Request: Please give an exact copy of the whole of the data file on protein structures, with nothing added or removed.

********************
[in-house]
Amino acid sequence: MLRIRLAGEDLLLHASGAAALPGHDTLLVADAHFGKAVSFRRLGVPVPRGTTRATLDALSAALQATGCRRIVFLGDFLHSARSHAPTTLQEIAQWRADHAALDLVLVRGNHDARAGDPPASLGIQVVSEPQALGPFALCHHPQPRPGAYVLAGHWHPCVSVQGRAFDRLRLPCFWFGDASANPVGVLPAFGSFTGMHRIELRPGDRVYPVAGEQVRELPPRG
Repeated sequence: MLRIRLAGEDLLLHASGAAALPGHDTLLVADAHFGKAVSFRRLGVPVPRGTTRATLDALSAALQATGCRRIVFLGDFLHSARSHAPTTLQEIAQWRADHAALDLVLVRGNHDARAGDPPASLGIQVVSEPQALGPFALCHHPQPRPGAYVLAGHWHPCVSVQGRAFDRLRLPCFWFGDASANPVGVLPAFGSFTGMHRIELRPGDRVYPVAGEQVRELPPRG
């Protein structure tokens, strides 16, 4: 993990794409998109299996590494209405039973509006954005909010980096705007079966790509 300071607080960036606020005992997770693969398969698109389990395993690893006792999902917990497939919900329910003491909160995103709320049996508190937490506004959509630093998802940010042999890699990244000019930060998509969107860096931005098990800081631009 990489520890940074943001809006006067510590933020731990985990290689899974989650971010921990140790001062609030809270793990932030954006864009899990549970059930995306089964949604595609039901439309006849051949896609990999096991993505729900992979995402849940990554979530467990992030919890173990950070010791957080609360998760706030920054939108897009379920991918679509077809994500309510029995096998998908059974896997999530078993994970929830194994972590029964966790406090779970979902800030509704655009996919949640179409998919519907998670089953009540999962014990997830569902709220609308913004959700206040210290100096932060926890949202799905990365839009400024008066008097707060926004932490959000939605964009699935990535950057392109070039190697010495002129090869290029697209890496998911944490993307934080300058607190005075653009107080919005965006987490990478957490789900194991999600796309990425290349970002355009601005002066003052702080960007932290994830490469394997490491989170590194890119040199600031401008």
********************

[in-house]
Amino acid sequence: MLRIRLAGEDLLLHASGAAALPGHDTLLVADAHFGKAVSFRRLGVPVPRGTTRATLDALSAALQATGCRRIVFLGDFLHSARSHAPTTLQEIAQWRADHAALDLVLVRGNHDARAGDPPASLGIQVVSEPQALGPFALCHHPQPRPGAYVLAGHWHPCVSVQGRAFDRLRLPCFWFGDASANPVGVLPAFGSFTGMHRIELRPGDRVYPVAGEQVRELPPRG
Repeated sequence: MLRIRLAGEDLLLHASGAAALPGHDTLLVADAHFGKAVSFRRLGVPVPRGTTRATLDALSAALQATGCRRIVFLGDFLHSARSHAPTTLQEIAQWRADHAALDLVLVRGNHDARAGDPPASLGIQVVSEPQALGPFALCHHPQPRPGAYVLAGHWHPCVSVQGRAFDRLRLPCFWFGDASANPVGVLPAFGSFTGMHRIELRPGDRVYPVAGEQVRELPPRG
């Protein structure tokens, strides 16, 4: 993990794409998109299996590494209405039973509006954005909010980096705007079966790509 300071607080960036606020005992997770693969398969698109389990395993690893006792999902917990497939919900329910003491909160995103709320049996508190937490506004959509630093998802940010042999890699990244000019930060998509969107860096931005098990800081631009 990489520890940074943001809006006067510590933020731990985990290689899974989650971010921990140790001062609030809270793990932030954006864009899990549970059930995306089964949604595609039901439309006849051949896609990999096991993505729900992979995402849940990554979530467990992030919890173990950070010791957080609360998760706030920054939108897009379920991918679509077809994500309510029995096998998908059974896997999530078993994970929830194994972590029964966790406090779970979902800030509704655009996919949640179409998919519907998670089953009540999962014990997830569902709220609308913004959700206040210290100096932060926890949202799905990365839009400024008066008097707060926004932490959000939605964009699935990535950057392109070039190697010495002129090869290029697209890496998911944490993307934080300058607190005075653009107080919005965006987490990478957490789900194991999600796309990425290349970002355009601005002066003052702080960007932290994830490469394997490491989170590194890119040199600031401008």